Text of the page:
Still, it feels like we've only scratched the surface of his potential.

    A second consecutive MVP for Bryant and back-to-back titles for the Cubbies aren't foregone conclusions, but they're safe bets. 

    As Bryant told reporters Thursday, "It's very addictive, this winning."

No. 3: Manny Machado, 3B, Baltimore Orioles

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    Jim McIsaac/Getty Images

    After injuries derailed two of his first three big league seasons, it was worth wondering if Manny Machado would live up to his limitless potential.

    Wonder no more.

    Machado had a career year in 2016, setting career highs in home runs (37), RBI (96), average (.294) and OPS (.876). He's now had two straight top-five AL MVP finishes. 

    He's also been the best defensive third baseman in baseball since 2014, if that does anything for you.

    At age 24, he's on the outskirts of his prime, meaning this may be a mere preview of coming attractions.

    "[We] can't say that Manny Machado has become as good as prime [Alex] Rodriguez," FanGraphs' Jeff Sullivan wrote in June 2016. "But we can say that Machado is looking about as good as prime Rodriguez." 

    That sound you hear is every general manager saving their ducats for the 2019-19 offseason, when Machado is set to hit the open market.

No. 2: Clayton Kershaw, LHP, Los Angeles Dodgers

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    Tim Warner/Getty Images

    Some may scoff at a starting pitcher, who plays only about 30 games a year, ranking this high.

    The counterargument: Clayton Kershaw.

    The Dodgers left-hander isn't simply the best pitcher of the current era. He's one of the very best pitchers of any era, and he's still only 28 years old.

    Here, let's go ahead and stack his statistics and accolades through nine seasons next to what Hall of Famer and all-time great Dodgers southpaw Sandy Koufax accomplished in 12 seasons:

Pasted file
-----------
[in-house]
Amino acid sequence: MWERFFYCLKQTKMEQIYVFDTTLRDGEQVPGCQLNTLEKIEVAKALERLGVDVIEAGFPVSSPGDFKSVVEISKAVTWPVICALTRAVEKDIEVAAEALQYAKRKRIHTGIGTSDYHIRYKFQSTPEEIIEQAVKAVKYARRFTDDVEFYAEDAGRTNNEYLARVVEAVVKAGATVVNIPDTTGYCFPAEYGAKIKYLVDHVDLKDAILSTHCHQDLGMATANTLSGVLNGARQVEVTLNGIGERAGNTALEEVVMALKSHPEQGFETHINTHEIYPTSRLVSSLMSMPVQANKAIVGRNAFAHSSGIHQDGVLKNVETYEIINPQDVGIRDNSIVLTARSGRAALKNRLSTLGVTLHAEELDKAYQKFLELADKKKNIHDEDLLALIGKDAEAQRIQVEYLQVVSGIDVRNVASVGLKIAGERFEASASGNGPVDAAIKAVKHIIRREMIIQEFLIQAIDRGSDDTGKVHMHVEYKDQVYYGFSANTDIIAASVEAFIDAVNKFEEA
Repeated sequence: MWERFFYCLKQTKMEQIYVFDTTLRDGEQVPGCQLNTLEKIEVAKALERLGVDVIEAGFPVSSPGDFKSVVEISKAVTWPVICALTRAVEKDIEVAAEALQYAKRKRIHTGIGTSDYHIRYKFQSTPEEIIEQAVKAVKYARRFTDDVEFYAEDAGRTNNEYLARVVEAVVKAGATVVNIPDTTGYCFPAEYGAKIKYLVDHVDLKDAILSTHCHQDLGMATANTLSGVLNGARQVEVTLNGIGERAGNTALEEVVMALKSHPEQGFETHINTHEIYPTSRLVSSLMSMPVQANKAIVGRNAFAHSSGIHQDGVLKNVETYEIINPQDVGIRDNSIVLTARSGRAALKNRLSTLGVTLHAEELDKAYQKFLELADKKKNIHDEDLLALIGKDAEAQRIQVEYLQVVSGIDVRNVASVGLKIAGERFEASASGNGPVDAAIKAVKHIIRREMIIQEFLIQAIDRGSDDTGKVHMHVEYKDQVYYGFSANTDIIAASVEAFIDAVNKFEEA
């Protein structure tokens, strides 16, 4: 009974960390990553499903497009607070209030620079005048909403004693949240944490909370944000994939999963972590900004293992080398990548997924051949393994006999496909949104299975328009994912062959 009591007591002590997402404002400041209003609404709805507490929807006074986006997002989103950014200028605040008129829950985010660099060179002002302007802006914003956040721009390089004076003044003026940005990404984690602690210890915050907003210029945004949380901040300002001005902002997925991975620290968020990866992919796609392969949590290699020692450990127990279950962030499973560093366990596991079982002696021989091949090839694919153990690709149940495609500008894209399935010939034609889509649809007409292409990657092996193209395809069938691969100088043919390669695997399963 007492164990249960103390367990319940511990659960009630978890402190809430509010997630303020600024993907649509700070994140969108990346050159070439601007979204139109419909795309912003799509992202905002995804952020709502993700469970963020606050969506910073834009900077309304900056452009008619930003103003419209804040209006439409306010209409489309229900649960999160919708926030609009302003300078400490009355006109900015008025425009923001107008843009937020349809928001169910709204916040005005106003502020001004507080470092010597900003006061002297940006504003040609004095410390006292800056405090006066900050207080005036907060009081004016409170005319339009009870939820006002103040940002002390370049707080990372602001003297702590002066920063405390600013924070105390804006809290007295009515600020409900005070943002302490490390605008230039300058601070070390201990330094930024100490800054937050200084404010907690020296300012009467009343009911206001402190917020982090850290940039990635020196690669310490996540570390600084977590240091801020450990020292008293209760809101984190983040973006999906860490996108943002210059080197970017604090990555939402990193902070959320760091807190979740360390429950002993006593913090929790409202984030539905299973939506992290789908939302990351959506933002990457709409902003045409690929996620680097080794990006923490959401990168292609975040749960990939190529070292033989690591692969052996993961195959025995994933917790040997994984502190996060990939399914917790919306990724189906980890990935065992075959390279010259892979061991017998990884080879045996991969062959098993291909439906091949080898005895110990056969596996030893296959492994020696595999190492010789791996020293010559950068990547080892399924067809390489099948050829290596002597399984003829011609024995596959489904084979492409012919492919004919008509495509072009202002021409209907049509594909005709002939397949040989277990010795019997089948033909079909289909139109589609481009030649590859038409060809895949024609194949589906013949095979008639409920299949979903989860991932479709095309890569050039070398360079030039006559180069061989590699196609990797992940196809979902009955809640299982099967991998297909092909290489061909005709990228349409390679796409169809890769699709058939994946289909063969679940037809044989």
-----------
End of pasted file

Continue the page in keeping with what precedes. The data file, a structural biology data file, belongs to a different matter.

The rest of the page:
• Kershaw: 126-60 record, 2.37 ERA, 9.8 strikeouts per nine innings, three NL Cy Young Awards and one NL MVP.
    • Koufax: 165-87 record, 2.76 ERA, 9.3 strikeouts per nine innings, three NL Cy Young Awards, one NL MVP.

    The symmetry is as remarkable as the men themselves.

    Even last season, when he missed two full calendar months with a back injury, Kershaw tied for the lead among pitchers with 6.5 WAR. Just as importantly, he returned for the stretch run and threw like his dominant self.

    Some day, another hurler will supplant Kershaw as the game's best arm. That day is not today.

No. 1: Mike Trout, CF, Los Angeles Angels

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    Matt Brown/Getty Images

    Who were you hoping for, the ghost of Mickey Mantle?

    Mike Trout may not have the most compelling personality in the world—his interviews are often the equivalent of unbuttered toast, and he'd sooner wear a tutu to the plate than flip a bat—but, man, is he good at baseball.

    At age 25, the Los Angeles Angels center fielder already owns two AL MVP awards and has finished no lower than second in MVP voting every year since 2012.

    He now owns a career WAR of 47.4, easily the best in the majors in the 2011-2016 span. We could keep rattling off stats, but you get it.

    He is, quite simply, a generational talent. 

    As USA Today's Ted Berg put it, "The consistency with which he dominates the sport would be boring if it weren't so spectacular to behold."

      

    All statistics current as of Thursday and courtesy of Baseball Reference and FanGraphs unless otherwise noted.